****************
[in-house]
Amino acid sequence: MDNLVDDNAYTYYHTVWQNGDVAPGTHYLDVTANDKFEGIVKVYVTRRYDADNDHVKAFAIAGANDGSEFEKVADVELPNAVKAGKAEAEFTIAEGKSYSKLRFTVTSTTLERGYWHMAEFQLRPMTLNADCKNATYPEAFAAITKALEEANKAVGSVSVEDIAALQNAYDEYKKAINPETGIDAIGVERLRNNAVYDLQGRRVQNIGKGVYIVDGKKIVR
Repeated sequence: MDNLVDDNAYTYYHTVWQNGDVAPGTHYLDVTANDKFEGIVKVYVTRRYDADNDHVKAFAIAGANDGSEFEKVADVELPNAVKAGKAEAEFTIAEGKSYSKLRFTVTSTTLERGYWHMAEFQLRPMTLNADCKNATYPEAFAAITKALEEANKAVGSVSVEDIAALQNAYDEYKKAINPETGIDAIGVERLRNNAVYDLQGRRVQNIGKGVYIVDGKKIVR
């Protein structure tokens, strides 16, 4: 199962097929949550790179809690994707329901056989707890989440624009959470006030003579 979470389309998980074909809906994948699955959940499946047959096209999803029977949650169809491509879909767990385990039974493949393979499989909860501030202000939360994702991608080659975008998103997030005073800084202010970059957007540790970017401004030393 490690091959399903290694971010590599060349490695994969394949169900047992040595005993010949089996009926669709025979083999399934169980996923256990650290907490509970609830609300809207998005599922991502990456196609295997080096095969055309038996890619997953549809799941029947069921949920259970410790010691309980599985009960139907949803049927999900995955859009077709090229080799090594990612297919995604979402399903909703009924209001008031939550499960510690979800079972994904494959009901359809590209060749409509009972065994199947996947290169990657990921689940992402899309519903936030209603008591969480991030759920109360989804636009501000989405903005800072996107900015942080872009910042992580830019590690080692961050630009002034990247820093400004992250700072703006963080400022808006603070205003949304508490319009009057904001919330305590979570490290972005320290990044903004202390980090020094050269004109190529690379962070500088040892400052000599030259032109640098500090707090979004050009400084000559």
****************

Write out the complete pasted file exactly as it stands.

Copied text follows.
[in-house]
Amino acid sequence: MDNLVDDNAYTYYHTVWQNGDVAPGTHYLDVTANDKFEGIVKVYVTRRYDADNDHVKAFAIAGANDGSEFEKVADVELPNAVKAGKAEAEFTIAEGKSYSKLRFTVTSTTLERGYWHMAEFQLRPMTLNADCKNATYPEAFAAITKALEEANKAVGSVSVEDIAALQNAYDEYKKAINPETGIDAIGVERLRNNAVYDLQGRRVQNIGKGVYIVDGKKIVR
Repeated sequence: MDNLVDDNAYTYYHTVWQNGDVAPGTHYLDVTANDKFEGIVKVYVTRRYDADNDHVKAFAIAGANDGSEFEKVADVELPNAVKAGKAEAEFTIAEGKSYSKLRFTVTSTTLERGYWHMAEFQLRPMTLNADCKNATYPEAFAAITKALEEANKAVGSVSVEDIAALQNAYDEYKKAINPETGIDAIGVERLRNNAVYDLQGRRVQNIGKGVYIVDGKKIVR
């Protein structure tokens, strides 16, 4: 199962097929949550790179809690994707329901056989707890989440624009959470006030003579 979470389309998980074909809906994948699955959940499946047959096209999803029977949650169809491509879909767990385990039974493949393979499989909860501030202000939360994702991608080659975008998103997030005073800084202010970059957007540790970017401004030393 490690091959399903290694971010590599060349490695994969394949169900047992040595005993010949089996009926669709025979083999399934169980996923256990650290907490509970609830609300809207998005599922991502990456196609295997080096095969055309038996890619997953549809799941029947069921949920259970410790010691309980599985009960139907949803049927999900995955859009077709090229080799090594990612297919995604979402399903909703009924209001008031939550499960510690979800079972994904494959009901359809590209060749409509009972065994199947996947290169990657990921689940992402899309519903936030209603008591969480991030759920109360989804636009501000989405903005800072996107900015942080872009910042992580830019590690080692961050630009002034990247820093400004992250700072703006963080400022808006603070205003949304508490319009009057904001919330305590979570490290972005320290990044903004202390980090020094050269004109190529690379962070500088040892400052000599030259032109640098500090707090979004050009400084000559």